Mile Square City, a puzzlement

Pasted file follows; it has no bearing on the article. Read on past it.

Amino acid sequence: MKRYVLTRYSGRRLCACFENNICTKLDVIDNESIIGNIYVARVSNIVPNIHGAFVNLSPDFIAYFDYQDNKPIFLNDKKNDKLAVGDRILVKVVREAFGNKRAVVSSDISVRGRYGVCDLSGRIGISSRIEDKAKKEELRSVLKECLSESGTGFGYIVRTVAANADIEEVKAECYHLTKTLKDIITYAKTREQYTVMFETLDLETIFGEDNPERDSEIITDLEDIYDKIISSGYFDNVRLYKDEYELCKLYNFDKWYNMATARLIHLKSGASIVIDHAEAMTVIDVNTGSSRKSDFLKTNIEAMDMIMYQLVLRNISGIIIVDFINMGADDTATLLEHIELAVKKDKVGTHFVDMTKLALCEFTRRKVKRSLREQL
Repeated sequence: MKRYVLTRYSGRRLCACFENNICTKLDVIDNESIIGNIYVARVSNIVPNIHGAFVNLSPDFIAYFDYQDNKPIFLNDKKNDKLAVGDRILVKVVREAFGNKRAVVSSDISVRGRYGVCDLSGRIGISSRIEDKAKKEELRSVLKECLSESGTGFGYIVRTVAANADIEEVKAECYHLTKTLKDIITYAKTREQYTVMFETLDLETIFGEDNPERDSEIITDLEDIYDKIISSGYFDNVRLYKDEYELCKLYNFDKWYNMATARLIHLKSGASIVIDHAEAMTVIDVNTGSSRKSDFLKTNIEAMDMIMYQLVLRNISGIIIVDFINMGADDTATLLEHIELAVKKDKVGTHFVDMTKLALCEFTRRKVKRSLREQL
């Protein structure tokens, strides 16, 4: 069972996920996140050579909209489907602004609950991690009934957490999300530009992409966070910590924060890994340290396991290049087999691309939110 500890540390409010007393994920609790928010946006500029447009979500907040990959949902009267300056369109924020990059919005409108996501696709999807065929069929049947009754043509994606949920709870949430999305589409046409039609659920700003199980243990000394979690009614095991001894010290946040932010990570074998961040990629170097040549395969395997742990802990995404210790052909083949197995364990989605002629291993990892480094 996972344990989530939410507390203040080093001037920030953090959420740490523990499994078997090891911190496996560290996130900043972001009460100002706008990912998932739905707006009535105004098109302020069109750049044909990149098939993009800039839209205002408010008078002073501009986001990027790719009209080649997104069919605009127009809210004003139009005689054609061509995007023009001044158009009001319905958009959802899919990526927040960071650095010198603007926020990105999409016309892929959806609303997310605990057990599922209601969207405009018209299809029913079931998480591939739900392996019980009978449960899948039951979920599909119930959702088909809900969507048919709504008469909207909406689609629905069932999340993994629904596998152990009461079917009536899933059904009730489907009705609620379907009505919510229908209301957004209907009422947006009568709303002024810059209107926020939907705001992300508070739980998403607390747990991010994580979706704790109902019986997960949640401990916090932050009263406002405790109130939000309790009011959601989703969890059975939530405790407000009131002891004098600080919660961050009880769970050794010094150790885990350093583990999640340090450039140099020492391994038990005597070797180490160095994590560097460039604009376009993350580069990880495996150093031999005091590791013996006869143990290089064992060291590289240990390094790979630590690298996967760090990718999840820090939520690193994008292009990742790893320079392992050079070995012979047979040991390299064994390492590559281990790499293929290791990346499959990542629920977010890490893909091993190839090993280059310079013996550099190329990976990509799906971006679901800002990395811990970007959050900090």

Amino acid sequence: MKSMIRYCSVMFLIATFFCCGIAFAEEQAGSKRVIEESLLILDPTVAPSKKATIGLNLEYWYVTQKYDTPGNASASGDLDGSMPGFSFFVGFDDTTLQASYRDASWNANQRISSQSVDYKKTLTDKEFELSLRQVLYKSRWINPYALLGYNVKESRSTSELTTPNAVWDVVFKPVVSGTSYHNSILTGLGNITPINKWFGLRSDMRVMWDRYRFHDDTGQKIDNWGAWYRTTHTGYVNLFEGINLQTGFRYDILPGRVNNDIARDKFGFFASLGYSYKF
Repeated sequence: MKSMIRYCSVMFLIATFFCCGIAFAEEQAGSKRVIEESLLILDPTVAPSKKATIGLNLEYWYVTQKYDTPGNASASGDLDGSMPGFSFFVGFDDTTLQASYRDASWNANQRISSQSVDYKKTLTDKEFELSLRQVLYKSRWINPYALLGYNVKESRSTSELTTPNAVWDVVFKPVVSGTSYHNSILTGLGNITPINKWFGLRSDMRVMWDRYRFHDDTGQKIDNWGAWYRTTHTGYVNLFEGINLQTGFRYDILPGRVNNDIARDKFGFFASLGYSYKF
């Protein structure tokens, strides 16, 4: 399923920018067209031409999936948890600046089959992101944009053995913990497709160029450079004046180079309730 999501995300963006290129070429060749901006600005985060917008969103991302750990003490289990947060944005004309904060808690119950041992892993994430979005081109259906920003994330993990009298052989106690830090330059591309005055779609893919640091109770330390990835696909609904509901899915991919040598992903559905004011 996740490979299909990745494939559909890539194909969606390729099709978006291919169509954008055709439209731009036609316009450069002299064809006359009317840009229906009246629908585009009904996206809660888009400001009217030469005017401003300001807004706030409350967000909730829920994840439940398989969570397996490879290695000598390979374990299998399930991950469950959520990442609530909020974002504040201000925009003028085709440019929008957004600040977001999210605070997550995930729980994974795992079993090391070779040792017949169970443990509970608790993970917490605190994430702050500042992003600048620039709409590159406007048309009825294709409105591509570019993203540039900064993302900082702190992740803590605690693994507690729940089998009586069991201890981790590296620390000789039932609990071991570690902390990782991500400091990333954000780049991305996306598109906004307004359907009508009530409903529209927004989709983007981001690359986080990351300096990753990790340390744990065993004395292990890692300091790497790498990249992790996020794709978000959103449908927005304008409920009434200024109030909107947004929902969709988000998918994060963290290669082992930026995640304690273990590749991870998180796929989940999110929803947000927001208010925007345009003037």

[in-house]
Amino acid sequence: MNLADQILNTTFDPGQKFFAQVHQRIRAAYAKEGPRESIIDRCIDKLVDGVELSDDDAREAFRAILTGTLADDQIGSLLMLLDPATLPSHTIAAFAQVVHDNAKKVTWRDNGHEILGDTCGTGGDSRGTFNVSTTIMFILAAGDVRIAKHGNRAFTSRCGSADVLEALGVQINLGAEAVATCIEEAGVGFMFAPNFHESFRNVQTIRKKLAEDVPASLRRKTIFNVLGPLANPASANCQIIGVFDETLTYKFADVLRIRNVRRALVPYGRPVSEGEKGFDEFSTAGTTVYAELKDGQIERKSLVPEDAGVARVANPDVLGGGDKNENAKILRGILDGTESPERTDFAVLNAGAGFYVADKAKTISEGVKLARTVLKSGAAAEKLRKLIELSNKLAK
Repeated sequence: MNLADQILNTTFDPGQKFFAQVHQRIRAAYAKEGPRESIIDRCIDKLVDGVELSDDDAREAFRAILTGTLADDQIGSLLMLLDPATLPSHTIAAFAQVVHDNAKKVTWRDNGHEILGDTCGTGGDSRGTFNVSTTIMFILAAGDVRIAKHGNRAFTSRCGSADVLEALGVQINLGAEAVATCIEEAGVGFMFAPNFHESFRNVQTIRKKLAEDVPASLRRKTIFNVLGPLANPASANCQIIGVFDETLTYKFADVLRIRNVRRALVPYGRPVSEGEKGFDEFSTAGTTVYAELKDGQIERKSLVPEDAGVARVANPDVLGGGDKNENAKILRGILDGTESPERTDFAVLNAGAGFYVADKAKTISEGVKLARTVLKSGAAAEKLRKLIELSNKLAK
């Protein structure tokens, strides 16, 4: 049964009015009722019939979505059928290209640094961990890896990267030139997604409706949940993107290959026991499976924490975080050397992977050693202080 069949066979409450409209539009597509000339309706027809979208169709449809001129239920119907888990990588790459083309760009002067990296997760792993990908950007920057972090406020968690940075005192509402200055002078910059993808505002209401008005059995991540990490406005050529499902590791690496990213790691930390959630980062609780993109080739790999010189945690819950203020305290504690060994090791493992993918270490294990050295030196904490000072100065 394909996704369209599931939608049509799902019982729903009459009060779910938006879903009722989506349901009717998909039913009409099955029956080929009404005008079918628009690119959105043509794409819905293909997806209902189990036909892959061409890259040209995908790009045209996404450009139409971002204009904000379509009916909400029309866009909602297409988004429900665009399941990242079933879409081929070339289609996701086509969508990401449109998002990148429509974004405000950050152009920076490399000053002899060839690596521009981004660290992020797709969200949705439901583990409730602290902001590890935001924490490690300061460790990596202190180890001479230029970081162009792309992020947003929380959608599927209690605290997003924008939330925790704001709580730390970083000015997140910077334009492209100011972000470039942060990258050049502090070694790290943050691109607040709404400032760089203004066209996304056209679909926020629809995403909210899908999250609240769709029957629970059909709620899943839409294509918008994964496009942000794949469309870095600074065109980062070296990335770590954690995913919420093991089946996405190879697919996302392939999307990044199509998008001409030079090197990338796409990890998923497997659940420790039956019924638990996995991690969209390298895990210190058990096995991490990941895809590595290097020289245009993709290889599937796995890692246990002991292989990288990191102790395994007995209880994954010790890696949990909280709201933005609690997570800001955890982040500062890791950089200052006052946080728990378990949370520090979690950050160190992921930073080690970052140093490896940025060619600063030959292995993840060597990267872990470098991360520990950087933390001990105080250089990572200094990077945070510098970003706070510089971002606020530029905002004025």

Dear Editor: Hoboken is a remarkable city! Three years ago, a newcomer, when I wondered aloud whether it might be possible to mark the senior bus route with signs, the immediate reaction was: There are too many signs in Hoboken. It’s a puzzlement! At about the same time, when I asked why the traffic lights on Washington Street couldn’t be synchronized so that short, old people could cross more safely with lights easily seen, the reflex reaction was: They have been this way for 50 years. It’s a puzzlement! Perhaps those whose mission should be the well-being of all the city’s people, would come into the 21st century and install pedestrian crossing lights along with the large, dazzling yellow signs. It is a puzzlement that the vaunted mile square city, lacking mountains and deserts, needs gas-guzzling SUVs. It is a puzzlement that most of the Stop signs in the City are illegal. And what about the signs: Speed Checked by Radar? That a large building, housing offices of health care providers, has no handicap access, is a real puzzlement and when our remarkable city condemns private property, dispossesses residents to benefit a hospital and then finances the transportation of its citizen elsewhere for medical treatment is an even bigger puzzlement. When I asked whether something might be done about the pedestrian-hazardous broken, uneven and missing sidewalk sections, the answer was: It is very hard to get property owners to do anything about that. Church Square Park? Fines? Another puzzlement! The real character of the city is that it prefers to spend money “no matter whose” on pink pavers rather than on safe sidewalks and streets, reminding me of the line attributed to Marie Antoinette when told the peasants had no bread, “…let them eat cake!” On more than one occasion I asked why police were not deployed during commuting times at a couple of the city’s more difficult intersections. The answer from one of our leaders was: They don’t know how! Can’t they be taught? Another puzzlement! For me, possibly the saddest puzzlement is the concept that our city, which spends top dollar on allegedly the most qualified, highest paid, most experienced teaching staff, requires a fleet of yellow buses to transport students to and from school “otherwise they wouldn’t come.” Are the youngsters who go to charter schools transported to and from school with tax dollars? Perhaps a part of an inflated school budget would be better spent on seminars for both parents and staff to develop approaches to making education pleasurable and important. That this is not done is a major puzzlement. Spending money on buses to get bodies into school buildings so that the district can be reimbursed by the State in the name of education, is hardly the lesson we should want our youngsters to carry into adulthood. Or is it–to live by wits rather than by wisdom. Helen Hirsch


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